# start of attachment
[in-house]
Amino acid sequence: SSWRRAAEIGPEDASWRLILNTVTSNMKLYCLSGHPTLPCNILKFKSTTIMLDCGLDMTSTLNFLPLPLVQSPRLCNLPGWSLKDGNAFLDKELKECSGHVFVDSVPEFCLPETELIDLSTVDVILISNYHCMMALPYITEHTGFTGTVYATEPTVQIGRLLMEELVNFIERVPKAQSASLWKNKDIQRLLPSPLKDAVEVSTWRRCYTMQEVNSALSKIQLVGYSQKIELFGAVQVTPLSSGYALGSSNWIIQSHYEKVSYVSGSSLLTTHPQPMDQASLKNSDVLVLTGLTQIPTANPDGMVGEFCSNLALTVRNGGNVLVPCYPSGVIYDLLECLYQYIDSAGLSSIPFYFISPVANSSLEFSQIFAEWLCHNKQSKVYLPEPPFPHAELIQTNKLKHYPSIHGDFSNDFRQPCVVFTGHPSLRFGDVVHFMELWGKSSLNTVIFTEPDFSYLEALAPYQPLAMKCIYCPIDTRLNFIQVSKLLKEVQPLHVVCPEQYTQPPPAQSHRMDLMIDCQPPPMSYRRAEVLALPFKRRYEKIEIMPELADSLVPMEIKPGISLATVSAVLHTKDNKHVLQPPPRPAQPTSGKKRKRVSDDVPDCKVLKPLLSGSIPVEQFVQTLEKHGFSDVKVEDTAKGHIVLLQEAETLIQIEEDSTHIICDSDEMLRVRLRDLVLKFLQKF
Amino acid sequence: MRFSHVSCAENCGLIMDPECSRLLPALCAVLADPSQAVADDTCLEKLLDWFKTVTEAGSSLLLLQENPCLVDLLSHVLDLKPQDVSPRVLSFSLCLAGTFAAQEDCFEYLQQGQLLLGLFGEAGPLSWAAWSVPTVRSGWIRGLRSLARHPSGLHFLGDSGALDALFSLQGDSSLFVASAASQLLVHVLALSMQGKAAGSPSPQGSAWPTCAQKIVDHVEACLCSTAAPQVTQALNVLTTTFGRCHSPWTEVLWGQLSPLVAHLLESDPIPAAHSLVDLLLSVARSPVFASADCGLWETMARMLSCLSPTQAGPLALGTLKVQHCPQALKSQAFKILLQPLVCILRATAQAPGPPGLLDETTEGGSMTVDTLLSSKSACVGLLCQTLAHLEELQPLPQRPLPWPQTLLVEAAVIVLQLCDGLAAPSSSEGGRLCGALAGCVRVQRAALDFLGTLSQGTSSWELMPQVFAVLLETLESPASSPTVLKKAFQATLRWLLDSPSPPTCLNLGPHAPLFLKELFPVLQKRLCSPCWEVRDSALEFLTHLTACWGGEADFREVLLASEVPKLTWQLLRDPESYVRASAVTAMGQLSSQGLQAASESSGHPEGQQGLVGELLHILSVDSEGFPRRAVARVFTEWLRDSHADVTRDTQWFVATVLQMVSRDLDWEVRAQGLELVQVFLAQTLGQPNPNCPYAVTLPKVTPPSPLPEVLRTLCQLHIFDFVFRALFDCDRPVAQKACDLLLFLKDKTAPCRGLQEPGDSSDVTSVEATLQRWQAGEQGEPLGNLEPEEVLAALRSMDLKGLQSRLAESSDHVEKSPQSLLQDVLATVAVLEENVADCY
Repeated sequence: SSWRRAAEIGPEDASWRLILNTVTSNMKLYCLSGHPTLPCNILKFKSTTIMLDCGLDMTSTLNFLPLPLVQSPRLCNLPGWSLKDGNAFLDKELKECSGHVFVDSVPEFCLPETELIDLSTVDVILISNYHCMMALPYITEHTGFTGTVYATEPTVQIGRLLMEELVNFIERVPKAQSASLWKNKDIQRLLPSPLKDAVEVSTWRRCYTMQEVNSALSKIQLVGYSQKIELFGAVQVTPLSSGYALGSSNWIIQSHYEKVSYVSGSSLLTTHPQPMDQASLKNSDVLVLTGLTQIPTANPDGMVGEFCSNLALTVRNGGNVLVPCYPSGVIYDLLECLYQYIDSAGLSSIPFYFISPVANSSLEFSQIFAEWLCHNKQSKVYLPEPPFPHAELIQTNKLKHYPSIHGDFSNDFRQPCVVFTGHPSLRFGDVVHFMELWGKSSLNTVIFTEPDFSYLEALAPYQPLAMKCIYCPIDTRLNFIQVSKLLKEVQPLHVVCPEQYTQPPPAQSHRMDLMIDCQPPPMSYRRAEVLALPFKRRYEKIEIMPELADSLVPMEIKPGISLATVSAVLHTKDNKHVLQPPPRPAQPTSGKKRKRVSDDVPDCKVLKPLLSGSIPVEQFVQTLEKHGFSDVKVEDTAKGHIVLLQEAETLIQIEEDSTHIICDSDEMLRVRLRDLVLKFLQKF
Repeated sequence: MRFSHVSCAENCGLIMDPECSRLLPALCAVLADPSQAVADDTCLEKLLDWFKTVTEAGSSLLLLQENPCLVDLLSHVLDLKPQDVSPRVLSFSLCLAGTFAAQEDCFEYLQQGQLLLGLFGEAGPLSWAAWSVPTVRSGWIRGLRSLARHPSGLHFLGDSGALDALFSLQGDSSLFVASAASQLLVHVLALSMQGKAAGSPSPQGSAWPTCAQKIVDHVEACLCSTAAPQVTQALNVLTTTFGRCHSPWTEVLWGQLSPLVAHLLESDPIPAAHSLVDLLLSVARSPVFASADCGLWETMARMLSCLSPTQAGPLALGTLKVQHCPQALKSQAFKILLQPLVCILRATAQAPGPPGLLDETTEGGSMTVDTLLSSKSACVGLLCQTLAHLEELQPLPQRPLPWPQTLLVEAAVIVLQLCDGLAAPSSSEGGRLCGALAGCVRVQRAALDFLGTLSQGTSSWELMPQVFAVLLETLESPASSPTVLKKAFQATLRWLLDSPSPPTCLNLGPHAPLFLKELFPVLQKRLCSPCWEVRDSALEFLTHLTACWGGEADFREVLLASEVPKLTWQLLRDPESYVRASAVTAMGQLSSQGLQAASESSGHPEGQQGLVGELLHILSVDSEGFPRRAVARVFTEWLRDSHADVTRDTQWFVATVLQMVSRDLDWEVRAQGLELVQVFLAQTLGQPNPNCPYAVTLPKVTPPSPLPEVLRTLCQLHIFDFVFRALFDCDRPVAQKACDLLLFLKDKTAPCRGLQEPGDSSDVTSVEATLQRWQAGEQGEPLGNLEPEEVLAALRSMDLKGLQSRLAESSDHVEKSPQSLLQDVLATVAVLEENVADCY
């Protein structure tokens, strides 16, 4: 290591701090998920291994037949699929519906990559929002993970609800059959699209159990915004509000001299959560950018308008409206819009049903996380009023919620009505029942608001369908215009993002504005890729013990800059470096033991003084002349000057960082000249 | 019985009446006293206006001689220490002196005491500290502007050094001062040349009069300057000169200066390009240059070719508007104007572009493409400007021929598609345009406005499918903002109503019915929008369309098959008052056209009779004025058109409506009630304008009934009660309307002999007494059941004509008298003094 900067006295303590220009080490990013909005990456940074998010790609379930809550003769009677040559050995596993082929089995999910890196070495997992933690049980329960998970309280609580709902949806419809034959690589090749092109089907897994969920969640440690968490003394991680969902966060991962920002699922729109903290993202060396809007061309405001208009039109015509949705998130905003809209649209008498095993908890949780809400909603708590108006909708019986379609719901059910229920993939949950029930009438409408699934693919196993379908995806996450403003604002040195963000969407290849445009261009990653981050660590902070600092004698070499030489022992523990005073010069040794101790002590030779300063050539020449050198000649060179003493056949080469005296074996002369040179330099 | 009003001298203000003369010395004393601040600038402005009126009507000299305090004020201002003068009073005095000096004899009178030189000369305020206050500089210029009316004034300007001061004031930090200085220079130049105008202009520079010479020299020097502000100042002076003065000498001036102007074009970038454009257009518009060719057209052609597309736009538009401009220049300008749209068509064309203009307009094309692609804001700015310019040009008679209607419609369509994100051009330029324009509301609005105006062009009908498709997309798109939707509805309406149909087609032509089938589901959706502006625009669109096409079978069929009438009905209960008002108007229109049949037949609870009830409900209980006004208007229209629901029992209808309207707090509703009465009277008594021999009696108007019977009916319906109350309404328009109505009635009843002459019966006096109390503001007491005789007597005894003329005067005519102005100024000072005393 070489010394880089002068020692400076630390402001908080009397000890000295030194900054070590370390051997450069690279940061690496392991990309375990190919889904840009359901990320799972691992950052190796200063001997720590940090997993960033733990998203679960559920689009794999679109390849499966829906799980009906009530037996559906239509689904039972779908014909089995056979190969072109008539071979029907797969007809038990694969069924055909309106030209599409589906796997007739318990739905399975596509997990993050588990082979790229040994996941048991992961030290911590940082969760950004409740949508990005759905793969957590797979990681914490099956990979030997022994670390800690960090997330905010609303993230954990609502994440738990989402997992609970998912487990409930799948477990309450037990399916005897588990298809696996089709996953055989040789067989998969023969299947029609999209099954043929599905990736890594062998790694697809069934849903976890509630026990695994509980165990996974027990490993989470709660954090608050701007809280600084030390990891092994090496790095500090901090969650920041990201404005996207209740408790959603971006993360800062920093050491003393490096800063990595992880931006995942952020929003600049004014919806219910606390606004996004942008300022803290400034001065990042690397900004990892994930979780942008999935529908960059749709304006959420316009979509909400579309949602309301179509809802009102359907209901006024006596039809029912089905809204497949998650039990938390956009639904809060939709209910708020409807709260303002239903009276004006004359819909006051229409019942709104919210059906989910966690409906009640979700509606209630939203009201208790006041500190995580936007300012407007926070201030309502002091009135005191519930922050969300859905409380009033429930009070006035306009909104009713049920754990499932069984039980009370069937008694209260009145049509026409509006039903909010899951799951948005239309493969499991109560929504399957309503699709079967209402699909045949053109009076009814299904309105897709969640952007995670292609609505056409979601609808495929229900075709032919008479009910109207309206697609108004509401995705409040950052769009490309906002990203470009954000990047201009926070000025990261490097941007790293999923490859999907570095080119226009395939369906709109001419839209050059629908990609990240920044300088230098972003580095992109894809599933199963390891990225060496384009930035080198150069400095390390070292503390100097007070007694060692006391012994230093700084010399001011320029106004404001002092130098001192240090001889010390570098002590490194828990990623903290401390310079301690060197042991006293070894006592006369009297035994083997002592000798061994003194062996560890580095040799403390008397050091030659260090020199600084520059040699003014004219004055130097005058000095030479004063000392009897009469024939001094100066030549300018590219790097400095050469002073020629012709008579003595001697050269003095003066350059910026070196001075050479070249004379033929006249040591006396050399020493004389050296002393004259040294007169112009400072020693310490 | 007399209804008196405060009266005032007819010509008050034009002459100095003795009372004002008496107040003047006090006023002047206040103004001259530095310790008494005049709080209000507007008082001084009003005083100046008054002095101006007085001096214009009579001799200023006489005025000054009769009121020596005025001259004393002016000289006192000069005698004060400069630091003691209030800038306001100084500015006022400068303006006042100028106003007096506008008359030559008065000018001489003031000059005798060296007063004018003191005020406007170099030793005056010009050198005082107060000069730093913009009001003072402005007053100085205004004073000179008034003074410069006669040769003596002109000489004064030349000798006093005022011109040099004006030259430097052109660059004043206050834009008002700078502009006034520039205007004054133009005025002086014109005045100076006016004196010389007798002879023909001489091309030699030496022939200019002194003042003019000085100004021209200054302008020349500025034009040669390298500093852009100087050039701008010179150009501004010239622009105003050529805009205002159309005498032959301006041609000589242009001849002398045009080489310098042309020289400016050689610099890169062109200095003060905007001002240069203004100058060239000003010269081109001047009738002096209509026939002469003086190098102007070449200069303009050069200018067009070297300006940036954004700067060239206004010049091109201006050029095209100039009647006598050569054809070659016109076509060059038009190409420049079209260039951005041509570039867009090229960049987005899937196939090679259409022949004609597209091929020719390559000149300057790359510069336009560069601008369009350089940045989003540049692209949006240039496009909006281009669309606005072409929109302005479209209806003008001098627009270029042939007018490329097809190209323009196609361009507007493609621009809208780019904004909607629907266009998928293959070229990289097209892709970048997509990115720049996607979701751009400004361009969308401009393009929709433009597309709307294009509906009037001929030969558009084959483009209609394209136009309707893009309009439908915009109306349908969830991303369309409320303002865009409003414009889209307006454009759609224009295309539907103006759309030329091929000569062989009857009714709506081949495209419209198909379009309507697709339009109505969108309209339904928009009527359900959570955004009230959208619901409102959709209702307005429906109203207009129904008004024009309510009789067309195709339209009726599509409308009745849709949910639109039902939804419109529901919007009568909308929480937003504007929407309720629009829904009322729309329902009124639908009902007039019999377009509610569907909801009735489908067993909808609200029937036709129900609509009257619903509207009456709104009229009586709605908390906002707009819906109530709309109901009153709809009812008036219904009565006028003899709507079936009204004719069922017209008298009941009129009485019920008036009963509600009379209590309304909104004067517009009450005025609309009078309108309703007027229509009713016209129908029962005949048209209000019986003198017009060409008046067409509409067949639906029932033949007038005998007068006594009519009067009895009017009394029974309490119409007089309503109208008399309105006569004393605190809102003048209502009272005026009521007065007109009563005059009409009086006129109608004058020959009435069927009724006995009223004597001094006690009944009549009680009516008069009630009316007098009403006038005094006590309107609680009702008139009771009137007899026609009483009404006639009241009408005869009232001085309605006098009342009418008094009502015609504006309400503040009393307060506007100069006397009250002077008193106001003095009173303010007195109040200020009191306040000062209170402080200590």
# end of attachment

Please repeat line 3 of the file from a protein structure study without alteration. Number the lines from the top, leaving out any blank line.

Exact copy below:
Amino acid sequence: MRFSHVSCAENCGLIMDPECSRLLPALCAVLADPSQAVADDTCLEKLLDWFKTVTEAGSSLLLLQENPCLVDLLSHVLDLKPQDVSPRVLSFSLCLAGTFAAQEDCFEYLQQGQLLLGLFGEAGPLSWAAWSVPTVRSGWIRGLRSLARHPSGLHFLGDSGALDALFSLQGDSSLFVASAASQLLVHVLALSMQGKAAGSPSPQGSAWPTCAQKIVDHVEACLCSTAAPQVTQALNVLTTTFGRCHSPWTEVLWGQLSPLVAHLLESDPIPAAHSLVDLLLSVARSPVFASADCGLWETMARMLSCLSPTQAGPLALGTLKVQHCPQALKSQAFKILLQPLVCILRATAQAPGPPGLLDETTEGGSMTVDTLLSSKSACVGLLCQTLAHLEELQPLPQRPLPWPQTLLVEAAVIVLQLCDGLAAPSSSEGGRLCGALAGCVRVQRAALDFLGTLSQGTSSWELMPQVFAVLLETLESPASSPTVLKKAFQATLRWLLDSPSPPTCLNLGPHAPLFLKELFPVLQKRLCSPCWEVRDSALEFLTHLTACWGGEADFREVLLASEVPKLTWQLLRDPESYVRASAVTAMGQLSSQGLQAASESSGHPEGQQGLVGELLHILSVDSEGFPRRAVARVFTEWLRDSHADVTRDTQWFVATVLQMVSRDLDWEVRAQGLELVQVFLAQTLGQPNPNCPYAVTLPKVTPPSPLPEVLRTLCQLHIFDFVFRALFDCDRPVAQKACDLLLFLKDKTAPCRGLQEPGDSSDVTSVEATLQRWQAGEQGEPLGNLEPEEVLAALRSMDLKGLQSRLAESSDHVEKSPQSLLQDVLATVAVLEENVADCY